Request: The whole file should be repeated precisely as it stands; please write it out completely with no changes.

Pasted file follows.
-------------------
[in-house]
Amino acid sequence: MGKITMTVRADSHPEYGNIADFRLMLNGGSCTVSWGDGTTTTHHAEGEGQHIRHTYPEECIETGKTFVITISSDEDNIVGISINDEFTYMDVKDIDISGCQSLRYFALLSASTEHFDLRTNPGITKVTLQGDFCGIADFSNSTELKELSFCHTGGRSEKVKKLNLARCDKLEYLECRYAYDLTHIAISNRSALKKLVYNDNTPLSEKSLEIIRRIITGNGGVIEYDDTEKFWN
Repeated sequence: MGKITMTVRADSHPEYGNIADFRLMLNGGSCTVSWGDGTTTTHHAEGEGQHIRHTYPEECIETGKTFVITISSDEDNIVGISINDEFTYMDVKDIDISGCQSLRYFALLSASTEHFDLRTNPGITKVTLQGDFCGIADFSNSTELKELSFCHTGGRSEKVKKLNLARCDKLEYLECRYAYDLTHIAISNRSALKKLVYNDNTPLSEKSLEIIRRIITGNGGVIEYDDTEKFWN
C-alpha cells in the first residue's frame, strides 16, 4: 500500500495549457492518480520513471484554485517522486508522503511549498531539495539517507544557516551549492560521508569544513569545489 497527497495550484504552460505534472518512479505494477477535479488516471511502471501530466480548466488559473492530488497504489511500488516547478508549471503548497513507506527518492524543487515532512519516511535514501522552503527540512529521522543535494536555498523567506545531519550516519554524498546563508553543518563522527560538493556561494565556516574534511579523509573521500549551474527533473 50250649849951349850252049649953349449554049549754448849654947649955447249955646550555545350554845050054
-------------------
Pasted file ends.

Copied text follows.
[in-house]
Amino acid sequence: MGKITMTVRADSHPEYGNIADFRLMLNGGSCTVSWGDGTTTTHHAEGEGQHIRHTYPEECIETGKTFVITISSDEDNIVGISINDEFTYMDVKDIDISGCQSLRYFALLSASTEHFDLRTNPGITKVTLQGDFCGIADFSNSTELKELSFCHTGGRSEKVKKLNLARCDKLEYLECRYAYDLTHIAISNRSALKKLVYNDNTPLSEKSLEIIRRIITGNGGVIEYDDTEKFWN
Repeated sequence: MGKITMTVRADSHPEYGNIADFRLMLNGGSCTVSWGDGTTTTHHAEGEGQHIRHTYPEECIETGKTFVITISSDEDNIVGISINDEFTYMDVKDIDISGCQSLRYFALLSASTEHFDLRTNPGITKVTLQGDFCGIADFSNSTELKELSFCHTGGRSEKVKKLNLARCDKLEYLECRYAYDLTHIAISNRSALKKLVYNDNTPLSEKSLEIIRRIITGNGGVIEYDDTEKFWN
C-alpha cells in the first residue's frame, strides 16, 4: 500500500495549457492518480520513471484554485517522486508522503511549498531539495539517507544557516551549492560521508569544513569545489 497527497495550484504552460505534472518512479505494477477535479488516471511502471501530466480548466488559473492530488497504489511500488516547478508549471503548497513507506527518492524543487515532512519516511535514501522552503527540512529521522543535494536555498523567506545531519550516519554524498546563508553543518563522527560538493556561494565556516574534511579523509573521500549551474527533473 50250649849951349850252049649953349449554049549754448849654947649955447249955646550555545350554845050054